Climate

Tennessee Enacts ‘Monkey Bill’ To Dumb Down Kids In Biology And Physics, Undermine Their Future

Two years after state hit by warming-enhanced 1000-year deluge, bill to ‘teach the controversy’ on evolution and global warming becomes law

On Tuesday, Tennessee adopted a law “to prevent school administrators from reining in teachers who expound on alternative hypotheses” to the scientific theories of evolution and climate change.

The National Center for Science Education has said of the primary alternative to evolution — creationism — that “students who accept this material as scientifically valid are unlikely to succeed in science courses at the college level.”

I suppose this is some form of natural selection, then, as Tennessee encourages the disinforming of its kids in two of the most important areas they will need to thrive in the 21st century — thrive economically in a world of  global competitors who don’t teach anti-science disinformation to their kids and, of course, thrive literally in a world where a livable climate is being destroyed by man-made global warming and a man-made disinformation campaign to delay action.

Ironically, the bill was enacted two years after one of the epic extreme weather events in U.S. recorded history devastated one of America’s great cities (see “The Tennessee deluge of 2010: Nashville’s ‘Katrina’ and the dawn of the superflood“).

The status quo media barely told the story of Nashville’s Katrina (let alone its link to human-caused climate change), so you may not remember this superstorm unless you are a regular Climate Progress reader. But this one was way off the charts.

NOAA’s National Weather Service reported the jaw-dropping factoids in its report, “May 1 & 2 2010 Epic Flood Event for Western and Middle Tennessee“:

  • Fifteen (15) observation sites had rainfall measurements exceeding the maximum observed rainfall associated with Hurricane Katrina landfall.
  • The two day rainfall of 13.57 inches at Nashville International Airport shattered the monthly rainfall record for May which was 11.04 inches.
  • The heaviest rainfall occurred in a swath across Davidson, Williamson, Dickson, Hickman, Benton, Perry, and Humphreys Counties.  An average of 14 to 15 inches of rain fell equivalent to 420 billion gallons of water in just two days.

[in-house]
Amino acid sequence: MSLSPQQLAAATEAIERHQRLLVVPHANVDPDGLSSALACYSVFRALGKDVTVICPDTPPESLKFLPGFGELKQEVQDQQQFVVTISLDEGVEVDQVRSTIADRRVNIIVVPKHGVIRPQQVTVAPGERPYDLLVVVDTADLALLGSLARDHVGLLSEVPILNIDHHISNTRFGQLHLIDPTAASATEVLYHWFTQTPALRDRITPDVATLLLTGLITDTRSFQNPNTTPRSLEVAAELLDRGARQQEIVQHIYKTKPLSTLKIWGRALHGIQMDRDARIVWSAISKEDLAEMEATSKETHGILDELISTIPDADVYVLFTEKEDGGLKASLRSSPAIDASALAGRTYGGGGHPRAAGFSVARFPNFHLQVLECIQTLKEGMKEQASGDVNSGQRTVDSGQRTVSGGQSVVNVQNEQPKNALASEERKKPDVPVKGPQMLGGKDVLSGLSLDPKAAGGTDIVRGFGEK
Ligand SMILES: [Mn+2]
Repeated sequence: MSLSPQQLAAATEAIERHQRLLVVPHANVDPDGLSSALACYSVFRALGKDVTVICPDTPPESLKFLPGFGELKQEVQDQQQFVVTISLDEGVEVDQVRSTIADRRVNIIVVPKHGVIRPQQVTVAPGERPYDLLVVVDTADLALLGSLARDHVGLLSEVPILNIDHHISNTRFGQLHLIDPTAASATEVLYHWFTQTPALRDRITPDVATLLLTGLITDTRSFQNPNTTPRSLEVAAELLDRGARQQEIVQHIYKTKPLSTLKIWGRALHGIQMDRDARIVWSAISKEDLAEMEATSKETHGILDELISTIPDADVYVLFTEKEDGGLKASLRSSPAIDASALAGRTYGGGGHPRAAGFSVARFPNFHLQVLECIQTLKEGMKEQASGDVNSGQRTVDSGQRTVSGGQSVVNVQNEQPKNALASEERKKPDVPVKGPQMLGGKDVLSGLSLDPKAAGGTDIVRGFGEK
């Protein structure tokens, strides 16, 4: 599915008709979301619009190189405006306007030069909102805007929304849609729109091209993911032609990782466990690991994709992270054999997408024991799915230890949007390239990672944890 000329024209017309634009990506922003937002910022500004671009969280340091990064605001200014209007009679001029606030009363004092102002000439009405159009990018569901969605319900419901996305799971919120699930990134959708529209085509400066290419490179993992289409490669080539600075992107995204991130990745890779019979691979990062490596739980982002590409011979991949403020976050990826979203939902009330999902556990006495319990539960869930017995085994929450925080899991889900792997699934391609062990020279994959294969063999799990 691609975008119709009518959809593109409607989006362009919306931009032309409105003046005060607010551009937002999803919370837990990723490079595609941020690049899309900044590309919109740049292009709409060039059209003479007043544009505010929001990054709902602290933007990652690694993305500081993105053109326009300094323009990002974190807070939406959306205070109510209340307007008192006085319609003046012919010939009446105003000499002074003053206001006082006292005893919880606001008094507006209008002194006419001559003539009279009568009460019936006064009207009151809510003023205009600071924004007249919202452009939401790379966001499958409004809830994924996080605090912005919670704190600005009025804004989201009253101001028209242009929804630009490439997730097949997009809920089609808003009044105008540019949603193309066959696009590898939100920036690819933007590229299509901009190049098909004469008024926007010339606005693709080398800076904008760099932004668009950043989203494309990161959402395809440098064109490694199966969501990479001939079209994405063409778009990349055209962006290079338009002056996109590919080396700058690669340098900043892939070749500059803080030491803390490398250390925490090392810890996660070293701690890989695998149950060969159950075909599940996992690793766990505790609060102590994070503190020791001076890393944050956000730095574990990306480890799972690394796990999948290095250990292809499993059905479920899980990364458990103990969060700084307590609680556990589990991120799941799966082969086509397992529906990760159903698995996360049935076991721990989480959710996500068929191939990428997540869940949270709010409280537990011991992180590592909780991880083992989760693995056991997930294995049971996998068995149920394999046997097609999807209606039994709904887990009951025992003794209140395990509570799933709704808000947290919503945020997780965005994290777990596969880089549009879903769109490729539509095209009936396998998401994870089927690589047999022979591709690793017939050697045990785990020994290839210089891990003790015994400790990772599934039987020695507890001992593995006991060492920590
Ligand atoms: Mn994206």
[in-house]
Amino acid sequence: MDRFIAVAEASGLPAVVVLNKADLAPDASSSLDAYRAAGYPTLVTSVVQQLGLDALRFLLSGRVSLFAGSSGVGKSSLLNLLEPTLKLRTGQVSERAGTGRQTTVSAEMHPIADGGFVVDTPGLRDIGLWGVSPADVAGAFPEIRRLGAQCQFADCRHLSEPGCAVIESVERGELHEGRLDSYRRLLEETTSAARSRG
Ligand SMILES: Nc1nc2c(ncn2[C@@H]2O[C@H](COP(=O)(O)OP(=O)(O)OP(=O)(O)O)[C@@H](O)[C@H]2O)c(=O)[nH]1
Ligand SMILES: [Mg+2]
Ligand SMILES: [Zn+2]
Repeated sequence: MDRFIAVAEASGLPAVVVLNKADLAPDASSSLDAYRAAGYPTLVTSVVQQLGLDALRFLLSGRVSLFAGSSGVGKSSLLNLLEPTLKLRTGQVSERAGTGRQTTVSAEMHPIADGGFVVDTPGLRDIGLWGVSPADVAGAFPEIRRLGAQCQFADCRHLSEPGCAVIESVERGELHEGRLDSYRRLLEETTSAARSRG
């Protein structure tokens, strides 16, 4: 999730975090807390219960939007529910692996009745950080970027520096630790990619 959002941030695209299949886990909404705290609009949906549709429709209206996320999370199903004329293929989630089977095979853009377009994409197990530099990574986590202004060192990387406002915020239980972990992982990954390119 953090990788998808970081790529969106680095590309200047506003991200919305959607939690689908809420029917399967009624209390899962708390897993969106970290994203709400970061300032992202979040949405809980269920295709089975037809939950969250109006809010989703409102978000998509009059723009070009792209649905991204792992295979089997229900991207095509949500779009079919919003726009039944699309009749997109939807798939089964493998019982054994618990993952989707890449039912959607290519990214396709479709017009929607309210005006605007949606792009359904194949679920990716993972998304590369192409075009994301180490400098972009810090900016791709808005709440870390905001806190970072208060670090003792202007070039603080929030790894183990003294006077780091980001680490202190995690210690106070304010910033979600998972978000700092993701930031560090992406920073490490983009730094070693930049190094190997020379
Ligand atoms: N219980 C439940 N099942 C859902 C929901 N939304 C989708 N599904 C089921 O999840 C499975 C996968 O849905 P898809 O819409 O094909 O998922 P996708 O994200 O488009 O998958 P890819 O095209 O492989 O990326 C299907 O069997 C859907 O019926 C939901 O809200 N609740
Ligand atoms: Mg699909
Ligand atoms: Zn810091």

The NWS put together this “stunning map of Tennessee’s 1000-year deluge“:

What is a 100 year flood?  A 100 year flood is an event that statistically has a 1% chance of occurring in any given year. A 500 year flood has a .2% chance of occurring and a 1000 year flood has a .1% chance of occurring. 

The map below relates to amount of rainfall that fell to the chances of that amount of rain actually occurring.

I had never seen a map like that before, but then that may be because there simply aren’t many events to rival this one.  Look at the red streak, which is the area hit by a greater than 1000-year deluge.  And look at how much of western Tennessee was slammed with a greater than 500 year downpour.  This is the biblical “high water” of Hell and High Water — but it is science that tells us humans are contributing to the superstorms by pumping billions of tons of heat trapping greenhouse gases into the atmosphere every year

It was an off-the-charts extreme weather event that human-caused global warming set the table for and almost certainly made more intense, as Dr. Kevin Trenberth, former head of the Climate Analysis Section at the National Center for Atmospheric Research, explained to me the very next month:

I find it systematically tends to get underplayed and it often gets underplayed by my fellow scientists. Because one of the opening statements, which I’m sure you’ve probably heard is “Well you can’t attribute a single event to climate change.” But there is a systematic influence on all of these weather events now-a-days because of the fact that there is this extra water vapor lurking around in the atmosphere than there used to be say 30 years ago. It’s about a 4% extra amount, it invigorates the storms, it provides plenty of moisture for these storms and it’s unfortunate that the public is not associating these with the fact that this is one manifestation of climate change. And the prospects are that these kinds of things will only get bigger and worse in the future.

Not that kids in Tennessee will ever hear any of this. But then why should they. It’s not like there’s anything they might be taught that would suggest this will happen before another 1,000 years, is there?

28 Responses to Tennessee Enacts ‘Monkey Bill’ To Dumb Down Kids In Biology And Physics, Undermine Their Future

  1. Raul M. says:

    There is probably some smart way of figuring if a flood
    has a .1% chance of happening in a given year.
    But with someone pulling the rug out cause it got flooded again.
    Well luckily their probably to busy to think that. Anyway.
    Bye.

  2. Lore says:

    Continued propagation of the next generation of fundamentalist deniers. What kind of an educational system would give someone a license to lie to their youth?